I love kung pao chicken. I make it regularly without consulting any recipes, so the following is a bit approximate. That’s OK. Kung pao chicken is a forgiving dish, the kind of dish where you get to unleash your creativity, improvise, maybe use up whatever’s in the fridge – and it’ll still come out tasty.
It might be argued that this isn’t a proper kung pao chicken at all, since it’s not spicy, or not necessarily. I have small children. If I make spicy food, they won’t eat it. Since I love hot food, I add the spice to my own plate. I don’t care what the purists may say – it’s still kung pao chicken to me. It has chicken. It has sweet peppers. It has nuts. It has kung pao chicken-y flavour. What more do you need?
Kung pao chicken
Serves 6-8. I purposely make twice as much as my family needs to create leftovers. This recipe freezes well if you omit the nuts, adding them only when you’re ready to serve.
- 1 kg chicken, diced – I used a mixture of thighs and breasts. I find this gives the nicest result but if I had only one or the other I’d use thighs.
- 2 large sweet peppers, cubed. I like to use one red and one either yellow or green but this time I had only red and orange, so that’s what I used.
- 2-3 stalks celery, cut into 1-2 cm pieces
- 1-2 tablespoons minced fresh ginger
- 3-4 stalks green onion, green part only, sliced into 1-2 cm pieces (If you don’t need to be low-FODMAP, you could use 2-3 whole stalks or use a larger quantity of green onion only, omitting the chives.)
- Good handful of chives, sliced into 1-2 cm pieces (not that I measured, but might be 15 grams or so)
- Approx. 1/4 cup gluten-free soy sauce/tamari (halve if you’re using double strength soy sauce – you can always add more later)
- A good glug of sake (perhaps 1/8 cup or so)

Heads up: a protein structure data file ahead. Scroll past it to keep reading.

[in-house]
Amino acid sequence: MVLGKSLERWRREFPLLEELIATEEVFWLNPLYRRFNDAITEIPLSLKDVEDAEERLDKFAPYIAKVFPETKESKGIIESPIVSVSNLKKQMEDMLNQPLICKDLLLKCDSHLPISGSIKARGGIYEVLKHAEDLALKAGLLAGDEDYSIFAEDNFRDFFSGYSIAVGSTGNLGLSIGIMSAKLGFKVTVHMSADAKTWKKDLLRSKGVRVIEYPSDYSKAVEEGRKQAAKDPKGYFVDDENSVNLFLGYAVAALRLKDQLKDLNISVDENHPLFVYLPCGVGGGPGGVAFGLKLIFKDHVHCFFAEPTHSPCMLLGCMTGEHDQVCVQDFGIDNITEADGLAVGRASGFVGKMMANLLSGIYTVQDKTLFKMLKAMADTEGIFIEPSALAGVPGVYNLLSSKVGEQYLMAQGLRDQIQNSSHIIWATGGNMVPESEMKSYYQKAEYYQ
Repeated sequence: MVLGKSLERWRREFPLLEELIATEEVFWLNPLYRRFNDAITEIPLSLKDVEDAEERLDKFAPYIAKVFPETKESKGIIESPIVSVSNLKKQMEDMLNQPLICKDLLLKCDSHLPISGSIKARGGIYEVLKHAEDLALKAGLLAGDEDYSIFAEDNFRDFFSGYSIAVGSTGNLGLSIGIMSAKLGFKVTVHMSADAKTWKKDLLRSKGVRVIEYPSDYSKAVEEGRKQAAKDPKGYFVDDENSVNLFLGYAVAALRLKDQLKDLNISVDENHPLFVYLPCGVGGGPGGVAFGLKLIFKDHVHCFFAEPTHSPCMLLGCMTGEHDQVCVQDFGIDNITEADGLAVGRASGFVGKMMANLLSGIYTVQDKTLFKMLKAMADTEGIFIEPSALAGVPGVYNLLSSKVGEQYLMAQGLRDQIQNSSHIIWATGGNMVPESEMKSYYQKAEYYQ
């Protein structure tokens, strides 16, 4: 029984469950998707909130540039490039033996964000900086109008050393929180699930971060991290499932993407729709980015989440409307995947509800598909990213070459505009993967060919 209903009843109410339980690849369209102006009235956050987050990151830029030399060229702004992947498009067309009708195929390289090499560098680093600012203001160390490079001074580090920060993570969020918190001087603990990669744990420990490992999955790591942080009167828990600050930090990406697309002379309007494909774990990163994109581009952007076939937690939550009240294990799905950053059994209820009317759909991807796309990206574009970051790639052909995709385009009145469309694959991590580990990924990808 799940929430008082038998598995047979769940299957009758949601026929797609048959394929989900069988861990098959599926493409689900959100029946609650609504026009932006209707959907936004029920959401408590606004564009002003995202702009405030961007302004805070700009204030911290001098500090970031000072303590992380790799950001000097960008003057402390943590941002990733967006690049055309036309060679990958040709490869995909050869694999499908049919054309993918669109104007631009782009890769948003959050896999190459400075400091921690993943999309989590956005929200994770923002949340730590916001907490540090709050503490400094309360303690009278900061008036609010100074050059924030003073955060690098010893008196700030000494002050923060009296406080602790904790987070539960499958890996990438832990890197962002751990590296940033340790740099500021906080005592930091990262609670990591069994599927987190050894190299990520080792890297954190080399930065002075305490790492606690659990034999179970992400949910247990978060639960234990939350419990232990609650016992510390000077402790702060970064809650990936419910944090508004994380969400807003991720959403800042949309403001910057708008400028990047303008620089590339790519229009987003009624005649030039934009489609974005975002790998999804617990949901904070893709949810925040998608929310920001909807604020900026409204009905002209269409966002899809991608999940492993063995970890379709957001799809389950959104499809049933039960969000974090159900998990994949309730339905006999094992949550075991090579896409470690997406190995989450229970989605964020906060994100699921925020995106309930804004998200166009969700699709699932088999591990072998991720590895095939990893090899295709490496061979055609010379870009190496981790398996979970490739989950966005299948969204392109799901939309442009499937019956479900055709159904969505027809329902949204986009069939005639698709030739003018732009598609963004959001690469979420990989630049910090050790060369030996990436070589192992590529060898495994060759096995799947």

- 1 tablespoon sugar (maybe a little more, to taste)
- A good glug of rice vinegar (perhaps 1/8 cup or so)
- 1 tablespoon sesame oil
- 1-2 tablespoons cornstarch (AKA cornflour)
- Generous handful roasted peanuts (or cashews if you don’t need this to be low-FODMAP)
- Salt and black pepper to taste
- Crushed chilli peppers to taste (or you can use whole dried ones for a more authentic look)
- In a small bowl, combine soy sauce, sake, sugar, rice vinegar and 1 tablespoon of the cornstarch. Set aside.
- Slightly heat the sesame oil in a large wok, then stir-fry chicken over high heat until liquid evaporates and chicken just begins to sport browned bits.
- Add celery, stir-fry for about one minute, then add sweet peppers and stir-fry for another minute or so.
- Add ginger and the bowl of liquids from step 1. Add some salt and pepper, plus chilli peppers if you don’t have picky kids. Stir-fry briefly until sauce thickens.
- Taste it. This is an important step. Remember what I said about creativity? This is the part where you get to decide if you need more of anything. Sauce not saucy enough? Add another tablespoon (or more) of cornstarch, dissolved in a little cold water. Sauce too thick/sticky? Add water. Not salty enough? Add soy sauce and/or salt. Not sweet enough? Add sugar. Not tangy enough? Add vinegar and/or more ginger. You get the idea. You want a lovely balance of, in this order, salty, hot (assuming you don’t have picky kids and don’t have to wait until the end to add the chilli), sour/tangy, and sweet.
- Only once you’re happy with the taste of the sauce, add the green onion and chives. Stir just enough to coat the green onion/chives, not enough to really cook it. Remove from heat.
- Just before serving, top with peanuts. Serve with steamed rice. If you do have picky kids like me, add plenty of crushed chilli pepper at the table.